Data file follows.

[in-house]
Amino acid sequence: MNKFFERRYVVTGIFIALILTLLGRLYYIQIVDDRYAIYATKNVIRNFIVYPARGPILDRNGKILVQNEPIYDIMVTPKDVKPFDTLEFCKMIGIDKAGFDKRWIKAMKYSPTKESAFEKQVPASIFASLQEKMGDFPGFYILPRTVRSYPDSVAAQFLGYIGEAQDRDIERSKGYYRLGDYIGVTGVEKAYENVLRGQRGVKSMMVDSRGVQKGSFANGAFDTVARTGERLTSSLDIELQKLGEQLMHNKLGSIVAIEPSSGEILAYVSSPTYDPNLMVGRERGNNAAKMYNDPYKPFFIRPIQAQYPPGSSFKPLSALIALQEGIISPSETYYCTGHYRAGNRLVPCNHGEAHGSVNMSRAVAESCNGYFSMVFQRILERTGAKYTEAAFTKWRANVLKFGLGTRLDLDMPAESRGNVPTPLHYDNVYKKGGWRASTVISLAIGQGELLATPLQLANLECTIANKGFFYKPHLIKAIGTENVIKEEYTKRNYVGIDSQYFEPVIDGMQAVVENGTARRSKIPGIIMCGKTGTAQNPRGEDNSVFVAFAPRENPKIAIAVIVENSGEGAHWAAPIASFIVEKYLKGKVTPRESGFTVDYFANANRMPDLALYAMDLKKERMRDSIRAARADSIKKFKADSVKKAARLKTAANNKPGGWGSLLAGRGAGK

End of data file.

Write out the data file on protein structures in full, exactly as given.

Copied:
[in-house]
Amino acid sequence: MNKFFERRYVVTGIFIALILTLLGRLYYIQIVDDRYAIYATKNVIRNFIVYPARGPILDRNGKILVQNEPIYDIMVTPKDVKPFDTLEFCKMIGIDKAGFDKRWIKAMKYSPTKESAFEKQVPASIFASLQEKMGDFPGFYILPRTVRSYPDSVAAQFLGYIGEAQDRDIERSKGYYRLGDYIGVTGVEKAYENVLRGQRGVKSMMVDSRGVQKGSFANGAFDTVARTGERLTSSLDIELQKLGEQLMHNKLGSIVAIEPSSGEILAYVSSPTYDPNLMVGRERGNNAAKMYNDPYKPFFIRPIQAQYPPGSSFKPLSALIALQEGIISPSETYYCTGHYRAGNRLVPCNHGEAHGSVNMSRAVAESCNGYFSMVFQRILERTGAKYTEAAFTKWRANVLKFGLGTRLDLDMPAESRGNVPTPLHYDNVYKKGGWRASTVISLAIGQGELLATPLQLANLECTIANKGFFYKPHLIKAIGTENVIKEEYTKRNYVGIDSQYFEPVIDGMQAVVENGTARRSKIPGIIMCGKTGTAQNPRGEDNSVFVAFAPRENPKIAIAVIVENSGEGAHWAAPIASFIVEKYLKGKVTPRESGFTVDYFANANRMPDLALYAMDLKKERMRDSIRAARADSIKKFKADSVKKAARLKTAANNKPGGWGSLLAGRGAGK